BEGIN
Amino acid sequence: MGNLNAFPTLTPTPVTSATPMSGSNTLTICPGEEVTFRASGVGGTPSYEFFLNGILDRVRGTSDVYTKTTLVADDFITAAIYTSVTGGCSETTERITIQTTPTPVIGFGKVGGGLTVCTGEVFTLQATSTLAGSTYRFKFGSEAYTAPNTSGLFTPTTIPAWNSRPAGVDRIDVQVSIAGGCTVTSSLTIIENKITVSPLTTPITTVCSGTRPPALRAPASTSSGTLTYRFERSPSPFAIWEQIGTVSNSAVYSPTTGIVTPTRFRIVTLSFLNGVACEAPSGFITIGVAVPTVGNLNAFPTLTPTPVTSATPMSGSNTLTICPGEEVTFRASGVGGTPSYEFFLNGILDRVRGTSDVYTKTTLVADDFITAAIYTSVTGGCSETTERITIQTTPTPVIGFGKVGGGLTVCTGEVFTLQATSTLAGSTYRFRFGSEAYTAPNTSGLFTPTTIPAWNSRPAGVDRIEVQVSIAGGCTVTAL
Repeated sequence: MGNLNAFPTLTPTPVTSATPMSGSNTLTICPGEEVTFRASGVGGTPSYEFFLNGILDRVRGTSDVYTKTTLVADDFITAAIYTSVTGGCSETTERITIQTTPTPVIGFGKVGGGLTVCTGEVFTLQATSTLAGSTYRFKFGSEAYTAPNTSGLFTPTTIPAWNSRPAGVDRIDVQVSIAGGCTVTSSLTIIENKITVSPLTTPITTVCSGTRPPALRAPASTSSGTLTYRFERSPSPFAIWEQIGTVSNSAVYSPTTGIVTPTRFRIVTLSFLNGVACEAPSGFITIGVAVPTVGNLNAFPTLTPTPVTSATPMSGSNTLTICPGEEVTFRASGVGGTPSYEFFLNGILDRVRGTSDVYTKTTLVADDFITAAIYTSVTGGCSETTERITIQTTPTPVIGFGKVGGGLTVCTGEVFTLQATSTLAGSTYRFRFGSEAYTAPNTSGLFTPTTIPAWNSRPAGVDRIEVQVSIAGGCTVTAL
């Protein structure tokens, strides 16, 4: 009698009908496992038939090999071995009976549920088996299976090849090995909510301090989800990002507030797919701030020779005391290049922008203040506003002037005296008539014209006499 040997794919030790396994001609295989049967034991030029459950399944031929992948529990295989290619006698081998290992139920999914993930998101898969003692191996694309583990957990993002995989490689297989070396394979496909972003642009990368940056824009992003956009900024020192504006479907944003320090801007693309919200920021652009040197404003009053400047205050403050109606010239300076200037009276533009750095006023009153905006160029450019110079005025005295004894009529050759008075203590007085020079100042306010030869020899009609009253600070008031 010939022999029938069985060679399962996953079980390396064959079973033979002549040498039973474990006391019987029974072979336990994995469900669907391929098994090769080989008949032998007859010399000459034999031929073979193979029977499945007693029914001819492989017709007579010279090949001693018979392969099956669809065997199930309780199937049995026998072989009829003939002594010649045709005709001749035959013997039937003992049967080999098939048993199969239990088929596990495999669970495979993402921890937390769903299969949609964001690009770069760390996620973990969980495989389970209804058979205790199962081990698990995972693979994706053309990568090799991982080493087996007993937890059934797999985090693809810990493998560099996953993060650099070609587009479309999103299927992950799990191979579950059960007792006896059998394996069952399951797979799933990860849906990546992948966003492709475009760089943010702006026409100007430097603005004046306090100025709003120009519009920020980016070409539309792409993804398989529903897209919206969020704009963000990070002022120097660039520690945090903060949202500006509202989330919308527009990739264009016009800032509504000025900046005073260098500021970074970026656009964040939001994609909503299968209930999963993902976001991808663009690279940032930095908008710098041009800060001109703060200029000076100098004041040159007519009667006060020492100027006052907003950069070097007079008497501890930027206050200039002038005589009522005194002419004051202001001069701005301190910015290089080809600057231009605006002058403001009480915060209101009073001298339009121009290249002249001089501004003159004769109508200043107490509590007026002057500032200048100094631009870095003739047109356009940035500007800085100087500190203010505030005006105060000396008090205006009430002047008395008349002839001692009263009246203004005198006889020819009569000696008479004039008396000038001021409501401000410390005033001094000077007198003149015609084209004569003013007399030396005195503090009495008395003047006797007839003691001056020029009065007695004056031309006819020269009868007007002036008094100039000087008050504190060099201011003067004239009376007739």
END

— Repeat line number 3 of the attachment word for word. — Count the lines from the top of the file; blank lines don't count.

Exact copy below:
């Protein structure tokens, strides 16, 4: 009698009908496992038939090999071995009976549920088996299976090849090995909510301090989800990002507030797919701030020779005391290049922008203040506003002037005296008539014209006499 040997794919030790396994001609295989049967034991030029459950399944031929992948529990295989290619006698081998290992139920999914993930998101898969003692191996694309583990957990993002995989490689297989070396394979496909972003642009990368940056824009992003956009900024020192504006479907944003320090801007693309919200920021652009040197404003009053400047205050403050109606010239300076200037009276533009750095006023009153905006160029450019110079005025005295004894009529050759008075203590007085020079100042306010030869020899009609009253600070008031 010939022999029938069985060679399962996953079980390396064959079973033979002549040498039973474990006391019987029974072979336990994995469900669907391929098994090769080989008949032998007859010399000459034999031929073979193979029977499945007693029914001819492989017709007579010279090949001693018979392969099956669809065997199930309780199937049995026998072989009829003939002594010649045709005709001749035959013997039937003992049967080999098939048993199969239990088929596990495999669970495979993402921890937390769903299969949609964001690009770069760390996620973990969980495989389970209804058979205790199962081990698990995972693979994706053309990568090799991982080493087996007993937890059934797999985090693809810990493998560099996953993060650099070609587009479309999103299927992950799990191979579950059960007792006896059998394996069952399951797979799933990860849906990546992948966003492709475009760089943010702006026409100007430097603005004046306090100025709003120009519009920020980016070409539309792409993804398989529903897209919206969020704009963000990070002022120097660039520690945090903060949202500006509202989330919308527009990739264009016009800032509504000025900046005073260098500021970074970026656009964040939001994609909503299968209930999963993902976001991808663009690279940032930095908008710098041009800060001109703060200029000076100098004041040159007519009667006060020492100027006052907003950069070097007079008497501890930027206050200039002038005589009522005194002419004051202001001069701005301190910015290089080809600057231009605006002058403001009480915060209101009073001298339009121009290249002249001089501004003159004769109508200043107490509590007026002057500032200048100094631009870095003739047109356009940035500007800085100087500190203010505030005006105060000396008090205006009430002047008395008349002839001692009263009246203004005198006889020819009569000696008479004039008396000038001021409501401000410390005033001094000077007198003149015609084209004569003013007399030396005195503090009495008395003047006797007839003691001056020029009065007695004056031309006819020269009868007007002036008094100039000087008050504190060099201011003067004239009376007739």